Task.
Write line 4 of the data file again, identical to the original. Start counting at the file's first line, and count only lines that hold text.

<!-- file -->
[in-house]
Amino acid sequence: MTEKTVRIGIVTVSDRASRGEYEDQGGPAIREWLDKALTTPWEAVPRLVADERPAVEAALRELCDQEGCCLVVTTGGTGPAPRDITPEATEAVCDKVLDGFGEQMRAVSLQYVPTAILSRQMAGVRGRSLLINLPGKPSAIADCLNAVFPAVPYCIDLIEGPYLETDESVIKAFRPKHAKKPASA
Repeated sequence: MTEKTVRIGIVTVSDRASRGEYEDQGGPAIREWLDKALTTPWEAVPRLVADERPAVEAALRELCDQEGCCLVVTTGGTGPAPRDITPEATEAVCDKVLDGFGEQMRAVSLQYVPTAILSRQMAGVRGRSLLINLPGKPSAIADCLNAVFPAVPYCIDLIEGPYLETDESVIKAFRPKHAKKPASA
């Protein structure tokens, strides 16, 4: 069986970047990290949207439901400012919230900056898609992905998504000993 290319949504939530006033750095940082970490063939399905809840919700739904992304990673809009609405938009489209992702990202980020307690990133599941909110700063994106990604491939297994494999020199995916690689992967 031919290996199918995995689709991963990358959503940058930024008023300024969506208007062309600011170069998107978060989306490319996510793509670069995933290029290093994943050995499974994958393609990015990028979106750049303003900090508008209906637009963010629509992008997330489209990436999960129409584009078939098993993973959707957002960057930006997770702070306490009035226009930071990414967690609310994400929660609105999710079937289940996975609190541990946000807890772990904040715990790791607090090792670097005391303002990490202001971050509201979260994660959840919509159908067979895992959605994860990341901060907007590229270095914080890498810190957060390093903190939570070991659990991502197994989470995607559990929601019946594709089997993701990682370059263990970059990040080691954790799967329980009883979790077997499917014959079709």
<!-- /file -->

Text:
């Protein structure tokens, strides 16, 4: 069986970047990290949207439901400012919230900056898609992905998504000993 290319949504939530006033750095940082970490063939399905809840919700739904992304990673809009609405938009489209992702990202980020307690990133599941909110700063994106990604491939297994494999020199995916690689992967 031919290996199918995995689709991963990358959503940058930024008023300024969506208007062309600011170069998107978060989306490319996510793509670069995933290029290093994943050995499974994958393609990015990028979106750049303003900090508008209906637009963010629509992008997330489209990436999960129409584009078939098993993973959707957002960057930006997770702070306490009035226009930071990414967690609310994400929660609105999710079937289940996975609190541990946000807890772990904040715990790791607090090792670097005391303002990490202001971050509201979260994660959840919509159908067979895992959605994860990341901060907007590229270095914080890498810190957060390093903190939570070991659990991502197994989470995607559990929601019946594709089997993701990682370059263990970059990040080691954790799967329980009883979790077997499917014959079709």